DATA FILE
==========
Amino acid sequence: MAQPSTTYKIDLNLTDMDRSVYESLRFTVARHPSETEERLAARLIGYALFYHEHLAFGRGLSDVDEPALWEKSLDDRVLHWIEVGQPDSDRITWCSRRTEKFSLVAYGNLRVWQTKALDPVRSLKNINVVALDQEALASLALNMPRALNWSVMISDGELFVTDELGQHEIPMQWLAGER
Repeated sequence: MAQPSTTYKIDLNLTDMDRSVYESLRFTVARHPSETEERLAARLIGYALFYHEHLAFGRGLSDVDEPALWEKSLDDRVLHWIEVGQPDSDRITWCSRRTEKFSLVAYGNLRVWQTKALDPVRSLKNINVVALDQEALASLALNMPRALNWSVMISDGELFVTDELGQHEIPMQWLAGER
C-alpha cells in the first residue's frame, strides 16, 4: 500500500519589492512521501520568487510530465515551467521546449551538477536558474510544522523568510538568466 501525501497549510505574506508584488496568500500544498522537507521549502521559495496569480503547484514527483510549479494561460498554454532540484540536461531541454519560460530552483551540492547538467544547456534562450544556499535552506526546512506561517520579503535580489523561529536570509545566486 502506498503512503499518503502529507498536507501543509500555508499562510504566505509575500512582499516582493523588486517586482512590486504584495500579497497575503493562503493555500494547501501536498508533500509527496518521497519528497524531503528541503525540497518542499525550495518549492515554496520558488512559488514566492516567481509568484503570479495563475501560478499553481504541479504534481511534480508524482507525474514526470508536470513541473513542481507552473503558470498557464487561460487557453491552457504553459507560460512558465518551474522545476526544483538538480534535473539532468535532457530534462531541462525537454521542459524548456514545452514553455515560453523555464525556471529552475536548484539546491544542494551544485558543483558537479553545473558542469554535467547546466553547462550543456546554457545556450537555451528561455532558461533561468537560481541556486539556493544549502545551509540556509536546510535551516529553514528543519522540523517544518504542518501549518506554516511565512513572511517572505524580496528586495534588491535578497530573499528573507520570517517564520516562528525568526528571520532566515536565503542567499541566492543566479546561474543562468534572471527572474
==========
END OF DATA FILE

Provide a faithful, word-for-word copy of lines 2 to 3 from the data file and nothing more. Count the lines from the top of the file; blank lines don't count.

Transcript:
Repeated sequence: MAQPSTTYKIDLNLTDMDRSVYESLRFTVARHPSETEERLAARLIGYALFYHEHLAFGRGLSDVDEPALWEKSLDDRVLHWIEVGQPDSDRITWCSRRTEKFSLVAYGNLRVWQTKALDPVRSLKNINVVALDQEALASLALNMPRALNWSVMISDGELFVTDELGQHEIPMQWLAGER
C-alpha cells in the first residue's frame, strides 16, 4: 500500500519589492512521501520568487510530465515551467521546449551538477536558474510544522523568510538568466 501525501497549510505574506508584488496568500500544498522537507521549502521559495496569480503547484514527483510549479494561460498554454532540484540536461531541454519560460530552483551540492547538467544547456534562450544556499535552506526546512506561517520579503535580489523561529536570509545566486 502506498503512503499518503502529507498536507501543509500555508499562510504566505509575500512582499516582493523588486517586482512590486504584495500579497497575503493562503493555500494547501501536498508533500509527496518521497519528497524531503528541503525540497518542499525550495518549492515554496520558488512559488514566492516567481509568484503570479495563475501560478499553481504541479504534481511534480508524482507525474514526470508536470513541473513542481507552473503558470498557464487561460487557453491552457504553459507560460512558465518551474522545476526544483538538480534535473539532468535532457530534462531541462525537454521542459524548456514545452514553455515560453523555464525556471529552475536548484539546491544542494551544485558543483558537479553545473558542469554535467547546466553547462550543456546554457545556450537555451528561455532558461533561468537560481541556486539556493544549502545551509540556509536546510535551516529553514528543519522540523517544518504542518501549518506554516511565512513572511517572505524580496528586495534588491535578497530573499528573507520570517517564520516562528525568526528571520532566515536565503542567499541566492543566479546561474543562468534572471527572474